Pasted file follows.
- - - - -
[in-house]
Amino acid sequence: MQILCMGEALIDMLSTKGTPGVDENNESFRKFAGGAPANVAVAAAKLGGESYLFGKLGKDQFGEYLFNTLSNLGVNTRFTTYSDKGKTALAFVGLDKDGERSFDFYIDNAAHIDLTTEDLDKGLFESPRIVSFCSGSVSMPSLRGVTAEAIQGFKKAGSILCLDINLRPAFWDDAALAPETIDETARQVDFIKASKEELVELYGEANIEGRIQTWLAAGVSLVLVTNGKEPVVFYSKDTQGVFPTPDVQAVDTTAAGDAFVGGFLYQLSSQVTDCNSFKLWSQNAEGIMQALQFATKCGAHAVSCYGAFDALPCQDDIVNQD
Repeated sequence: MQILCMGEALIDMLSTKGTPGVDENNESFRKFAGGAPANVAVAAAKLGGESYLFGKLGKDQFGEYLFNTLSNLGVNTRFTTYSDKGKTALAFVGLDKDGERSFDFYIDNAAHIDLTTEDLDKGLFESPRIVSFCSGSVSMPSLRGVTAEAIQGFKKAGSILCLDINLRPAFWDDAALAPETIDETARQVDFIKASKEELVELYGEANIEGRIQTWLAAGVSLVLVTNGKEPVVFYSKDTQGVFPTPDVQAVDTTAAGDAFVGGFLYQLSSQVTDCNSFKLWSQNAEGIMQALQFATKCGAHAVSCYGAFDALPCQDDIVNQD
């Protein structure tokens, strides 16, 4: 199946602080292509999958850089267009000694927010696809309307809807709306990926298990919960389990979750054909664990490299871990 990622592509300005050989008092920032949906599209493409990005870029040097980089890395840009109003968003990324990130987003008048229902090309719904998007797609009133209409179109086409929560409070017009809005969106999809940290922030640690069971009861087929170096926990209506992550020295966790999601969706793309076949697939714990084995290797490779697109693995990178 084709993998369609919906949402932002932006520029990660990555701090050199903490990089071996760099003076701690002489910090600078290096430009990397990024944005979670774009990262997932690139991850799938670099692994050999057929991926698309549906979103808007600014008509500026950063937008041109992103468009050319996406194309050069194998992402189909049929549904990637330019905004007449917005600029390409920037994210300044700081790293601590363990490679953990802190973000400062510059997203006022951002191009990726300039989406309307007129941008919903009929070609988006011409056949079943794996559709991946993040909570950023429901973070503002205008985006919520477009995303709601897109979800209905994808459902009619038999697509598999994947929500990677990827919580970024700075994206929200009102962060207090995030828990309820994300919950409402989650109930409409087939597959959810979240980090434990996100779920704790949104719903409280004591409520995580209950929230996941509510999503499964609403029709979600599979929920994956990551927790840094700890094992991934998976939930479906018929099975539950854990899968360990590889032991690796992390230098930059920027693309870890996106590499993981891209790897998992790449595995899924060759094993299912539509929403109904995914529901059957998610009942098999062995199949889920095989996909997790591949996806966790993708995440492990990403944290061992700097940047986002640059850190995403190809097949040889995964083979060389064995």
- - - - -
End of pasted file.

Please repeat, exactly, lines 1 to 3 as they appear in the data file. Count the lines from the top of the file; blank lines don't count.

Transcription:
[in-house]
Amino acid sequence: MQILCMGEALIDMLSTKGTPGVDENNESFRKFAGGAPANVAVAAAKLGGESYLFGKLGKDQFGEYLFNTLSNLGVNTRFTTYSDKGKTALAFVGLDKDGERSFDFYIDNAAHIDLTTEDLDKGLFESPRIVSFCSGSVSMPSLRGVTAEAIQGFKKAGSILCLDINLRPAFWDDAALAPETIDETARQVDFIKASKEELVELYGEANIEGRIQTWLAAGVSLVLVTNGKEPVVFYSKDTQGVFPTPDVQAVDTTAAGDAFVGGFLYQLSSQVTDCNSFKLWSQNAEGIMQALQFATKCGAHAVSCYGAFDALPCQDDIVNQD
Repeated sequence: MQILCMGEALIDMLSTKGTPGVDENNESFRKFAGGAPANVAVAAAKLGGESYLFGKLGKDQFGEYLFNTLSNLGVNTRFTTYSDKGKTALAFVGLDKDGERSFDFYIDNAAHIDLTTEDLDKGLFESPRIVSFCSGSVSMPSLRGVTAEAIQGFKKAGSILCLDINLRPAFWDDAALAPETIDETARQVDFIKASKEELVELYGEANIEGRIQTWLAAGVSLVLVTNGKEPVVFYSKDTQGVFPTPDVQAVDTTAAGDAFVGGFLYQLSSQVTDCNSFKLWSQNAEGIMQALQFATKCGAHAVSCYGAFDALPCQDDIVNQD